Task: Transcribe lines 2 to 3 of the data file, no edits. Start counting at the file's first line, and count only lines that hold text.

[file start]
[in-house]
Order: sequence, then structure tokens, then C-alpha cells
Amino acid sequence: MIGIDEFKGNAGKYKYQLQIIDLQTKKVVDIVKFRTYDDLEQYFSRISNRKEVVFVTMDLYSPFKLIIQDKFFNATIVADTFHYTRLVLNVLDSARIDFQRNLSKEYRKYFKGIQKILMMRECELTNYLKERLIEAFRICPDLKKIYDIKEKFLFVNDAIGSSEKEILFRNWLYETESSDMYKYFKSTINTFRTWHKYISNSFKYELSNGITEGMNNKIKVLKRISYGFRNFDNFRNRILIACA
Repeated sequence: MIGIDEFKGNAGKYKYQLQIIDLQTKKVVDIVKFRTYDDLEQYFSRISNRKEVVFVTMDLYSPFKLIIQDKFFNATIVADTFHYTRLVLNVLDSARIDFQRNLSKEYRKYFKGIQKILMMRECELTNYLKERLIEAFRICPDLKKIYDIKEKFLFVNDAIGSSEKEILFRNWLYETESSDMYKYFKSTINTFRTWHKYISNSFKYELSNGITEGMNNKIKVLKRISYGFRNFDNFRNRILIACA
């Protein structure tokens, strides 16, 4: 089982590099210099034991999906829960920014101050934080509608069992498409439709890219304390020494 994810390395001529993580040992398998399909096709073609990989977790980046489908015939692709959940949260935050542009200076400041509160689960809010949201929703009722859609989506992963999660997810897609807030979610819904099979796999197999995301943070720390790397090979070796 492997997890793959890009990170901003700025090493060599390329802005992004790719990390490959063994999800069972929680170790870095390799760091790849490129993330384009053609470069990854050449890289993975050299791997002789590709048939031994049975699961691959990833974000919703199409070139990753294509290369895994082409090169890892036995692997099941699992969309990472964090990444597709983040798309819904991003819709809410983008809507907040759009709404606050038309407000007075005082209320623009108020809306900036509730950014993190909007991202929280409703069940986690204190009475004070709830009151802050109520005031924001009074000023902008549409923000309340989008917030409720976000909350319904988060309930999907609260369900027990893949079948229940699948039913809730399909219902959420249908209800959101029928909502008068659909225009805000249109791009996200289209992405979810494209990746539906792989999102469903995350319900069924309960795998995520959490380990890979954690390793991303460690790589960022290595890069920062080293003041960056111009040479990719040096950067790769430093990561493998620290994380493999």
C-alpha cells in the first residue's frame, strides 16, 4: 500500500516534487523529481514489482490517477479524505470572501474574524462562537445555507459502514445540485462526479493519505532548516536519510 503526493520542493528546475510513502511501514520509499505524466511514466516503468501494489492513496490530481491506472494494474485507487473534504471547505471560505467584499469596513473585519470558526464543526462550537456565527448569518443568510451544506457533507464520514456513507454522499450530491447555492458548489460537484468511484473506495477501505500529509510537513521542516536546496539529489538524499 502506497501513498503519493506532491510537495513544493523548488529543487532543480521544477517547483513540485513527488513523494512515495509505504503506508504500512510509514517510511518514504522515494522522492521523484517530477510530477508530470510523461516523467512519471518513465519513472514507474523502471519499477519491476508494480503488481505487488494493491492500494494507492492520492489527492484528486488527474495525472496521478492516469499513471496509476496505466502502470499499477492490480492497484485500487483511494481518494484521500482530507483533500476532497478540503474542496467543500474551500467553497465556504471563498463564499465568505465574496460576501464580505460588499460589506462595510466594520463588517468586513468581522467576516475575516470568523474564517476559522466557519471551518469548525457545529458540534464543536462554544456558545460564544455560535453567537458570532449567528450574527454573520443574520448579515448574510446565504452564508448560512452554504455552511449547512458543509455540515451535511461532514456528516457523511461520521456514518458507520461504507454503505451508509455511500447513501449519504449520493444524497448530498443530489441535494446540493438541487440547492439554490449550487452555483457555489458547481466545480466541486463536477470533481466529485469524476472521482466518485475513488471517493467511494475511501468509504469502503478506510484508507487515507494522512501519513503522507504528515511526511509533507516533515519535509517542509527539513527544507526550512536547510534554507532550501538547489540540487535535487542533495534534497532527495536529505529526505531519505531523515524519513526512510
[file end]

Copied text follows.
Order: sequence, then structure tokens, then C-alpha cells
Amino acid sequence: MIGIDEFKGNAGKYKYQLQIIDLQTKKVVDIVKFRTYDDLEQYFSRISNRKEVVFVTMDLYSPFKLIIQDKFFNATIVADTFHYTRLVLNVLDSARIDFQRNLSKEYRKYFKGIQKILMMRECELTNYLKERLIEAFRICPDLKKIYDIKEKFLFVNDAIGSSEKEILFRNWLYETESSDMYKYFKSTINTFRTWHKYISNSFKYELSNGITEGMNNKIKVLKRISYGFRNFDNFRNRILIACA